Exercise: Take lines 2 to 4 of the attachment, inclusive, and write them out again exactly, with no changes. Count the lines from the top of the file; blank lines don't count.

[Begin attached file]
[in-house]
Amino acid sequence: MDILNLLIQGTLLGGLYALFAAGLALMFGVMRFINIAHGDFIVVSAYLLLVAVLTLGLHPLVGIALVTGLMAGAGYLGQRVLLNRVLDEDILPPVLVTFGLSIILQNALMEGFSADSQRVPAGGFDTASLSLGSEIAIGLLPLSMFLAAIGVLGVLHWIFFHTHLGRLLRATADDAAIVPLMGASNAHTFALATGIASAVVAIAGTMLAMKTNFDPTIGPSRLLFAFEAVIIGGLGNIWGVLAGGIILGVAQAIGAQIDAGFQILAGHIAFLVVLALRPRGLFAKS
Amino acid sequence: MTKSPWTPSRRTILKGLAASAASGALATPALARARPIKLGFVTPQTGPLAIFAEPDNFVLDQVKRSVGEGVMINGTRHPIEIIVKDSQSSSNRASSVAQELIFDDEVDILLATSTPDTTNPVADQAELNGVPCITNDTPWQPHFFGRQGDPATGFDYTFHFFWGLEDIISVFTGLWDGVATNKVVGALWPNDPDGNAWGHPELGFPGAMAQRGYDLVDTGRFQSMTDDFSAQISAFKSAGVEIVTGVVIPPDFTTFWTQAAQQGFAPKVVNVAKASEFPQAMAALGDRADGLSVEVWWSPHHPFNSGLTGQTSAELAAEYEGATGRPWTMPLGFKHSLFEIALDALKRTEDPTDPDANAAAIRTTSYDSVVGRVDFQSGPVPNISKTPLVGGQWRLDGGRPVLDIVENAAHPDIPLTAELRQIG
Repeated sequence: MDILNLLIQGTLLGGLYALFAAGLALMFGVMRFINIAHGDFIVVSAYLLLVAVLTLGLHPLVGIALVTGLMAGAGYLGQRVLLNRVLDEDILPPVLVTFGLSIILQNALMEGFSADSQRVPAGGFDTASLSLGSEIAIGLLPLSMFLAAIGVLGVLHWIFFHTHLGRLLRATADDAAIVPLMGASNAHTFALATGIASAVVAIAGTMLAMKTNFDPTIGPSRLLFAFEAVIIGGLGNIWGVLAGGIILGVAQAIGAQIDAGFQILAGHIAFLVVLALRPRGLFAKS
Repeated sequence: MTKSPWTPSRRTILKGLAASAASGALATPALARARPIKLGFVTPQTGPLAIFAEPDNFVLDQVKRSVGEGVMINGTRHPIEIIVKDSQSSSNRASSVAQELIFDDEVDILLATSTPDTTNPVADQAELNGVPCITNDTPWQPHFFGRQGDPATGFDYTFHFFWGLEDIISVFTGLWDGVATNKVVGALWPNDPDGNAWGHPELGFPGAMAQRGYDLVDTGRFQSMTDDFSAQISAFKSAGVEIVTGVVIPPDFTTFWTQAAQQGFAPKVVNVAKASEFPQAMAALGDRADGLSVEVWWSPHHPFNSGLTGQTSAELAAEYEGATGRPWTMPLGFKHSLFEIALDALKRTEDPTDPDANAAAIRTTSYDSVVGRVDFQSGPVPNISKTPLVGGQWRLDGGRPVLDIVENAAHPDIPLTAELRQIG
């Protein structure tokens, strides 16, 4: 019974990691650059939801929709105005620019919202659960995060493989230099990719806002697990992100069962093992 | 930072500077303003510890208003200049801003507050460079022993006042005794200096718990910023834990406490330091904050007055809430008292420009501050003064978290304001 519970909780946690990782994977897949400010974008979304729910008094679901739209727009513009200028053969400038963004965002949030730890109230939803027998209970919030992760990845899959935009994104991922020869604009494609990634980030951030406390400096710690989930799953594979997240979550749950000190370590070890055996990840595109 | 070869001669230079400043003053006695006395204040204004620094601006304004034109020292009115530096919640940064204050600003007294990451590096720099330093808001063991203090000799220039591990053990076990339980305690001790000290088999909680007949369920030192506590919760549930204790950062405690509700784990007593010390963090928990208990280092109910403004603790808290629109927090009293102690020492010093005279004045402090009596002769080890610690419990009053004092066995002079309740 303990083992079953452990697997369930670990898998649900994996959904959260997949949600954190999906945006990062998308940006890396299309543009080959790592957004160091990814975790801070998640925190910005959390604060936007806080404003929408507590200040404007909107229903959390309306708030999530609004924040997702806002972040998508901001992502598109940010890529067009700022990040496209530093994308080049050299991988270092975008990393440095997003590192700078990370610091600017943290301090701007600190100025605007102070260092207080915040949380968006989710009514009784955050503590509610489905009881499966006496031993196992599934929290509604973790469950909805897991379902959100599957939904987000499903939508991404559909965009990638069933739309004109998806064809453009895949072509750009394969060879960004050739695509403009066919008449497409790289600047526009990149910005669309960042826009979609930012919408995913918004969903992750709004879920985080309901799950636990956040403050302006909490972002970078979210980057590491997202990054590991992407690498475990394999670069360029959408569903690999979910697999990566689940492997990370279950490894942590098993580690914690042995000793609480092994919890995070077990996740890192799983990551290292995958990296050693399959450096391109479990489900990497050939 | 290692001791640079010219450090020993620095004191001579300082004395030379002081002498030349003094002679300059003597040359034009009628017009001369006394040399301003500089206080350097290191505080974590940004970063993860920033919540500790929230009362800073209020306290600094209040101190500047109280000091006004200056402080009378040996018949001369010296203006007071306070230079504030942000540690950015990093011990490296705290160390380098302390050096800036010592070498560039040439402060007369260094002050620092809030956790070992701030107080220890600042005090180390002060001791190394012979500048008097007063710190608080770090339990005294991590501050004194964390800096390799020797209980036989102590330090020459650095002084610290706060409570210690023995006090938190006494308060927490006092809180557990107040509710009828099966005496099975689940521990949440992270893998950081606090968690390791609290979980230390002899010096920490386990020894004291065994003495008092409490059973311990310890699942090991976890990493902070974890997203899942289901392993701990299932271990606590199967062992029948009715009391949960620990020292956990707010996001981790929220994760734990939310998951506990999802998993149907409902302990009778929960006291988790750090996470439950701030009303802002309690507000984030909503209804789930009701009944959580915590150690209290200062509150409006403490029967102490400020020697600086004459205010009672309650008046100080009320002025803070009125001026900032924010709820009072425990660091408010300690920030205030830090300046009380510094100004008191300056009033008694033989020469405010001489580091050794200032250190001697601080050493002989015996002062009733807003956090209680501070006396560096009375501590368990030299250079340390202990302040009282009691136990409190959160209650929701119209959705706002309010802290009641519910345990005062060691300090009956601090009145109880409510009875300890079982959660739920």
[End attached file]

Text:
Amino acid sequence: MDILNLLIQGTLLGGLYALFAAGLALMFGVMRFINIAHGDFIVVSAYLLLVAVLTLGLHPLVGIALVTGLMAGAGYLGQRVLLNRVLDEDILPPVLVTFGLSIILQNALMEGFSADSQRVPAGGFDTASLSLGSEIAIGLLPLSMFLAAIGVLGVLHWIFFHTHLGRLLRATADDAAIVPLMGASNAHTFALATGIASAVVAIAGTMLAMKTNFDPTIGPSRLLFAFEAVIIGGLGNIWGVLAGGIILGVAQAIGAQIDAGFQILAGHIAFLVVLALRPRGLFAKS
Amino acid sequence: MTKSPWTPSRRTILKGLAASAASGALATPALARARPIKLGFVTPQTGPLAIFAEPDNFVLDQVKRSVGEGVMINGTRHPIEIIVKDSQSSSNRASSVAQELIFDDEVDILLATSTPDTTNPVADQAELNGVPCITNDTPWQPHFFGRQGDPATGFDYTFHFFWGLEDIISVFTGLWDGVATNKVVGALWPNDPDGNAWGHPELGFPGAMAQRGYDLVDTGRFQSMTDDFSAQISAFKSAGVEIVTGVVIPPDFTTFWTQAAQQGFAPKVVNVAKASEFPQAMAALGDRADGLSVEVWWSPHHPFNSGLTGQTSAELAAEYEGATGRPWTMPLGFKHSLFEIALDALKRTEDPTDPDANAAAIRTTSYDSVVGRVDFQSGPVPNISKTPLVGGQWRLDGGRPVLDIVENAAHPDIPLTAELRQIG
Repeated sequence: MDILNLLIQGTLLGGLYALFAAGLALMFGVMRFINIAHGDFIVVSAYLLLVAVLTLGLHPLVGIALVTGLMAGAGYLGQRVLLNRVLDEDILPPVLVTFGLSIILQNALMEGFSADSQRVPAGGFDTASLSLGSEIAIGLLPLSMFLAAIGVLGVLHWIFFHTHLGRLLRATADDAAIVPLMGASNAHTFALATGIASAVVAIAGTMLAMKTNFDPTIGPSRLLFAFEAVIIGGLGNIWGVLAGGIILGVAQAIGAQIDAGFQILAGHIAFLVVLALRPRGLFAKS